Abstract Located in tropical ocean waters, coral reefs provide priceless resources to both human and marine life. The leading natural cause of destruction among the coral reefs is global warming. Other natural causes are earthquakes, hurricanes, cyclones, and typhoons. The destruction to the coral reefs from these natural disasters is minimal compared to the dangers caused by man. Man-made destruction has a much wider impact on the health of the coral reefs. This destruction includes over-fishing, damage from anchors, aquarium industry, overgrowth of seaweed, and being smothered by sediments.

Are Coral Reefs in Danger? Located in tropical ocean waters, coral reefs provide priceless resources to both human and marine life. They exist in an area about 30 degrees on either side of the equator. Coral reefs are home to more species than any other marine ecosystem. This includes over 1500 types of fish and 500 different types of algae. (Encarta) However, nearly 60% of coral reefs are in serious danger due to both natural and man-made causes. The leading natural cause of destruction among the coral reefs is global warming.

Global warming causes the bleaching of coral reefs to occur. Bleaching is a response to stress by the coral reef that happens when the water becomes to warm. The coral then put out a brownish which causes them to lose their color. Without the, the corals cannot provide nourishment for itself and this can eventually lead to death. (Encarta) Other natural causes are earthquakes, hurricanes, cyclones, and typhoons. The destruction to the coral reefs from these natural disasters is minimal compared to the dangers caused by man.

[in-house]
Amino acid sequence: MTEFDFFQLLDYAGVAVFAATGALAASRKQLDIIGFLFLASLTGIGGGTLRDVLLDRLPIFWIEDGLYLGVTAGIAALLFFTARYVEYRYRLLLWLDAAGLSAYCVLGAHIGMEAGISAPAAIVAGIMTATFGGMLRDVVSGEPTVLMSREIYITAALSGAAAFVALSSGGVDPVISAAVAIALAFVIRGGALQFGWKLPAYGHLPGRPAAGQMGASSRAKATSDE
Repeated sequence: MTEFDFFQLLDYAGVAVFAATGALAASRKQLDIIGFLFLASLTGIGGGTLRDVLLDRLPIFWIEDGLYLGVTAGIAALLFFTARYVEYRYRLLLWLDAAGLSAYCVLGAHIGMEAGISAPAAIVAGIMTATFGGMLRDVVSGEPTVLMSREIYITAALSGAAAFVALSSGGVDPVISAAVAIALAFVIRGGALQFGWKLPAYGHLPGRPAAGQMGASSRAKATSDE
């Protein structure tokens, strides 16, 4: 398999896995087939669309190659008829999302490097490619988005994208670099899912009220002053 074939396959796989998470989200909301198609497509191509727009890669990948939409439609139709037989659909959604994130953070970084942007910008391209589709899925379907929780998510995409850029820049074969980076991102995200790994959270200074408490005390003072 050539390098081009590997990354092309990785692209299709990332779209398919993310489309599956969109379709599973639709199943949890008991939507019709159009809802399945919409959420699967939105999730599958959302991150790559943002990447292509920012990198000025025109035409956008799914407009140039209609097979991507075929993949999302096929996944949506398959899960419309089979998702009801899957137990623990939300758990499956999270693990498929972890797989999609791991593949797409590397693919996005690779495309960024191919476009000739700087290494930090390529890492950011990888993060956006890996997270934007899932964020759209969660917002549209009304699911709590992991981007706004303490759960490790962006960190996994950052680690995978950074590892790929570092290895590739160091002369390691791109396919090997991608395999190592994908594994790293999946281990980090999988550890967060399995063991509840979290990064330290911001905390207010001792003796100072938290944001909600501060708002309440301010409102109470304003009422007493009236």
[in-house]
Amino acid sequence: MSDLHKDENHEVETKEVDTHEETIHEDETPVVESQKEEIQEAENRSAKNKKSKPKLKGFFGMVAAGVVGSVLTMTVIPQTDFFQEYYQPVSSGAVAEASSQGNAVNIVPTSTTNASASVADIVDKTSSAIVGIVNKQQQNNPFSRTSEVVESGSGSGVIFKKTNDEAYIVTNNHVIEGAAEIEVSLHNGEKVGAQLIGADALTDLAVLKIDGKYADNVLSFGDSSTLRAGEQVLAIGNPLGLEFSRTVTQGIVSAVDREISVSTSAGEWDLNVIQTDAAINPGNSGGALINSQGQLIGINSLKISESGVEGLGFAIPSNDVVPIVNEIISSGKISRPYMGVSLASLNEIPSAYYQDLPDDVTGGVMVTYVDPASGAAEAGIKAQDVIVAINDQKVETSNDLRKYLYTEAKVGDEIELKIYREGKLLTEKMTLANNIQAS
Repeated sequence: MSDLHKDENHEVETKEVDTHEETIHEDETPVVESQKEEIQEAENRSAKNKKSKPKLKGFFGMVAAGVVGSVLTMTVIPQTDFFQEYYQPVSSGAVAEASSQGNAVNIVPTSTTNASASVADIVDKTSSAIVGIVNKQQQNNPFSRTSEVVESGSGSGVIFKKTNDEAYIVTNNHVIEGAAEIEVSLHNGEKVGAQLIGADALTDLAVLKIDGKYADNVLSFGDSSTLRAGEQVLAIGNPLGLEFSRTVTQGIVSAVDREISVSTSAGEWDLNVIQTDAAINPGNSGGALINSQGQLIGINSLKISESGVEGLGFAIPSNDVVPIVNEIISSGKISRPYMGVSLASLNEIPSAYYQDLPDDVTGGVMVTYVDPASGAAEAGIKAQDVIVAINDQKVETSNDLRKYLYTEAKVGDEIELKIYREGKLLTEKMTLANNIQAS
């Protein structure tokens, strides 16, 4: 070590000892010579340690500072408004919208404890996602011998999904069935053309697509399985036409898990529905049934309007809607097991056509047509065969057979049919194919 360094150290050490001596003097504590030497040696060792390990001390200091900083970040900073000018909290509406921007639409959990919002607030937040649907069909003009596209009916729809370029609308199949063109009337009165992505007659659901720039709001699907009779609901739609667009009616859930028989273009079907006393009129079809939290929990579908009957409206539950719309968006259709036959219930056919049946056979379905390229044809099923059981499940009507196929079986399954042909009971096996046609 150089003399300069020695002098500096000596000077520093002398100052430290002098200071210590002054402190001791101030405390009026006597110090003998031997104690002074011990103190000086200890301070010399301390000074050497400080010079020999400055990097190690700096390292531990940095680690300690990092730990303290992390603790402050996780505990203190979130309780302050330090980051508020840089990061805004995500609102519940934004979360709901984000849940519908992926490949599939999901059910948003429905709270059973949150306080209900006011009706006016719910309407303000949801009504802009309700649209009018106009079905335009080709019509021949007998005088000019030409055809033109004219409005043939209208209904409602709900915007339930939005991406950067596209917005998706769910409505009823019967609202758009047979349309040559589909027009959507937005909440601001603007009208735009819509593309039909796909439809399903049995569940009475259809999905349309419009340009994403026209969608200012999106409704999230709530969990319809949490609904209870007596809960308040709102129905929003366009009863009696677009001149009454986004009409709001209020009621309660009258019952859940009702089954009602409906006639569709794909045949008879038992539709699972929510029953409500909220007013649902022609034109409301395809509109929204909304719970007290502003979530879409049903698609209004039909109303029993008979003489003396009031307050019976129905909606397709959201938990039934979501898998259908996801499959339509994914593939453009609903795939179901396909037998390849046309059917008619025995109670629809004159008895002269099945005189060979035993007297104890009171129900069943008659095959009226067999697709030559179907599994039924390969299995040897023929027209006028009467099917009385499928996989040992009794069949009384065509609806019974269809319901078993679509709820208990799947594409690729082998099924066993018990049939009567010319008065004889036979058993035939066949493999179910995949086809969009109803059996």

(University of Washington) Man-made destruction has a much wider impact on the health of the coral reefs. This destruction includes over-fishing, damage from anchors, aquarium industry, overgrowth of seaweed, and being smothered by sediments. For example, with the clearing of the rainforest's, more nutrients are being washed into the ocean water which creates murky waters. Corals need sunlight, and with the murky waters they are not able to survive. This is considered natural because it is the nutrients in the land causing the murkiness; however it is also considered a man-made cause because the humans are the ones clearing the land causing the excess nutrients to be put into the ocean water. (Encarta) A solution to this environmental problem is to ease up on the clearing of rainforest's for land.

Due to coral reefs being home to so many types of fish, it is easy for human's to be attracted to this area for many different types of industry. The first problem is over-fishing. As the population continues to grow, and the demand for food (fish) grows, then the fishing industry will continue to fish the coral reefs looking to make a buck. These boats drop anchor to fish which in turn causes destruction of the reefs through physical contact with the anchor.

The Asian fish market demands that restaurants have unique live fish on hand leading to coral reefs being the prime spot for fishing. (Denecke, 2001) Yet another problem related to the fish in this area is the growing demand for aquarium fish. People think that it's really cool to get that unique looking fish for their tank and are willing to pay money to have somebody go get them one. The methods these fish retrievers use causes extreme damage. They use a chemical like sodium cyanide to stun the fish so that the fisherman can gather them for the market place. This cyanide kills the coral reefs, not to mention other things around it.

(Florida A&M Univeristy) (Simpson, 2001) Cyanide fishing began in the 1960's, and since then over one million kilograms of cyanide have been dumped in the Philippines alone. A third problem the coral reefs face is strangulation by seaweed. The over-fishing of the coral reefs leads to a decrease in plant-eating fish. This leads to an overgrowth of seaweed which block the light from the coral causing death to the coral reefs. (Denecke, 2001) Irreversible destruction is occurring to our coral reef system. The majority of this destruction is caused by the human race.

It is important that the people of the world come together to determine how to keep our precious resources in tact for future generations. Resources 1. Denecke, Christ. (2001) Corals Under Siege UNESCO Courier March 2001 p 102. Simpson, Sarah. (2001) Fishy Business Scientific American, July 2001 v 285 i 1 p 82 (8) 3.

University of Washington Website (2002) Group Projects web Florida A&M University Website (2000) Group Projects web Encarta Encyclopedia Online (2003) web.